#19 The Sand Viper
This is it. This is the day Aiga Aelyn and I part ways. I had grown accustomed to the bard’s merry tunes and bright attitude during the past two years, and it feels strange to realise I’ll be on my own again.
She’s packed and ready to go, and her newfound lady patron will come for her in the evening.
“So, this is our last drink”, Aiga states the obvious as she looks down. Her hands are holding a mug of ale that’s too warm to enjoy in the remnants of a hot summer day.
I look at my empty mug.
“Not yet, I need another one”, I say, and signal the innkeeper, who is quick to refill it with more water. “Thank you.”
The old innkeeper winks at me, flirtatiously. She’s been doing that for months. Aiga chuckles and takes a gulp of the warm ale.
“She really likes you”, she says with a smile.
“Well, it’s not mutual”, I retort, and take a short sip of cold, clean water. “Granted, though, she does know how to take care of her guests.”
The inn isn’t very crowded. Most Arnwellii and visitors from other lands are taking their time to enjoy themselves outside before the rain season storms in.
“I can’t wait to sing in a grand theatre in Falkor”, the bard says. “Yet at the same time, I’m so devastated we’ll be parting ways! Perhaps you’d like to accompany us?”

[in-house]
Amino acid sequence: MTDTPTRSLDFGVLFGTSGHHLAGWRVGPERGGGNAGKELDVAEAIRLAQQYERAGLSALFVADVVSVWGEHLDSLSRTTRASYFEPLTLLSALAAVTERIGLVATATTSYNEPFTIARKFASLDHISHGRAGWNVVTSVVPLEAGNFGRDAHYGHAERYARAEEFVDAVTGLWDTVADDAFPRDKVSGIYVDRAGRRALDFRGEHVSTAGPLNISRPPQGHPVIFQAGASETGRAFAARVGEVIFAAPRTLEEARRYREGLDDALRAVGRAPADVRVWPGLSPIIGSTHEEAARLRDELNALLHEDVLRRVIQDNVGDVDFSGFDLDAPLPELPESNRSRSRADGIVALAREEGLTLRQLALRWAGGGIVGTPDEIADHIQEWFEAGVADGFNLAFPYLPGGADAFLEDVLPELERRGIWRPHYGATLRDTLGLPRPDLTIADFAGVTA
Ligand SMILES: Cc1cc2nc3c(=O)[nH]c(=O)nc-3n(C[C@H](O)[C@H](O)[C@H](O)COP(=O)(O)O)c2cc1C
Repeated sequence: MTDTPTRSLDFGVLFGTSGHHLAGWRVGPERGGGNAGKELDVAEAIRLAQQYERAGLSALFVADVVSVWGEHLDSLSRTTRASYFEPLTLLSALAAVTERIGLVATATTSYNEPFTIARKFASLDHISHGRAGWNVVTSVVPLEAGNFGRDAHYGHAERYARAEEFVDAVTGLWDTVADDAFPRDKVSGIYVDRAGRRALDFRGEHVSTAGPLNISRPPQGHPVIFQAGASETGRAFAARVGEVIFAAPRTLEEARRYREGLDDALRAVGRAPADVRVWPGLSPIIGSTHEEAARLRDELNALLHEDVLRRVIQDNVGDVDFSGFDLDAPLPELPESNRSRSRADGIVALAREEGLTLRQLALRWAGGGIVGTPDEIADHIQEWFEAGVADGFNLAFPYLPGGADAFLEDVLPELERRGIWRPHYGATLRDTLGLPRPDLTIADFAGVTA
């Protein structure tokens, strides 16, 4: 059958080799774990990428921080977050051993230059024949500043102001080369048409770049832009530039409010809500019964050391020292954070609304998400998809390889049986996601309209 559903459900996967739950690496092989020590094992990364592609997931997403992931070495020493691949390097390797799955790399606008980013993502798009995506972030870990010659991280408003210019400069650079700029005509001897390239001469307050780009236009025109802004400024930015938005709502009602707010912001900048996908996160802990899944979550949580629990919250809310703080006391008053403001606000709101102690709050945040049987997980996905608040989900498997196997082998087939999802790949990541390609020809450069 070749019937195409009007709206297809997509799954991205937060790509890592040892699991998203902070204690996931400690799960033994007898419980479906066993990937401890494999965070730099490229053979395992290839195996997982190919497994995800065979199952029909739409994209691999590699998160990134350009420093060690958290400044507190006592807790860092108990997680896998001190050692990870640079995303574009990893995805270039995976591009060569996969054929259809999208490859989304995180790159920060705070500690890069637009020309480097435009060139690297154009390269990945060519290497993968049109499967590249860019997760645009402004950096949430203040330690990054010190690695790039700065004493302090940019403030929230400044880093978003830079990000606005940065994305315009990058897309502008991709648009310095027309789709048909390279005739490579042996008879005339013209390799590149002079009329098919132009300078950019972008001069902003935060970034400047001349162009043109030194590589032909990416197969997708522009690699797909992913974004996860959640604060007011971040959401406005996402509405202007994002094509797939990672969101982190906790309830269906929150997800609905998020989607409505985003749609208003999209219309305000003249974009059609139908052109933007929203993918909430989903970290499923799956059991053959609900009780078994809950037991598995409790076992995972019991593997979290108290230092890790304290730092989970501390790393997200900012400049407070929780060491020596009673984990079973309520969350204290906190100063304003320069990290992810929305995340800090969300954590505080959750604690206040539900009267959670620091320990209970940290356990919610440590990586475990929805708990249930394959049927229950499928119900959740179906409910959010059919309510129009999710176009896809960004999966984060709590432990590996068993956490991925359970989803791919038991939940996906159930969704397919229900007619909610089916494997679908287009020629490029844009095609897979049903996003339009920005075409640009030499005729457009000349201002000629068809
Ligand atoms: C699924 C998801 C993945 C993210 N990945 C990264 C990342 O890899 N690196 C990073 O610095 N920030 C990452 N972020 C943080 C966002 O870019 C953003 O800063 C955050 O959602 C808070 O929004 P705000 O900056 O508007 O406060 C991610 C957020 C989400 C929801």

“Oh no. No, no, no. No. I’ll be perfectly content with my solitude.”
Aiga squints her eyes as she tries to look past the sunlight coming through the round windows. She then turns back at me.
“Do you think the audience will like stories about Vasarigæ? The one about the two friends was—”
“Please don’t.” I must halt her before her career under a patron’s wing is as short-lived as a mayfly.
“Why not? I’ve always believed there’s some sort of misunderstanding between Osvarii and Vasarigæ. Those who’ve joined the Temarigan Alliance get along just fine, so I don’t see why…”
“Common interests, young bard. Those joining the Temarigan Alliance have a very strong common interest called money. Yet most Osvarii and Vasarigæ have opposite interests.”
“Ah, but imagine!”
“Yes, I have a very vivid imagination. Perhaps I should illustrate this enmity with a tale?” The bard’s eyes lighten up. “If after hearing about this you haven’t changed your mind about Vasarigæ, I don’t know what will.”
There's probably enough water in my mug for a short story about the Queen of Pygia. One of the many examples of how terrible a relation between Osvarii and Vasarigæ can be.
The Sand Viper
When queen Xerxissa was murdered in her sleep it was her eldest daughter, Panaitheia, who immediately took the throne in Pygia. She was taller, stronger, more cunning, more beautiful, and more charismatic than her late mother.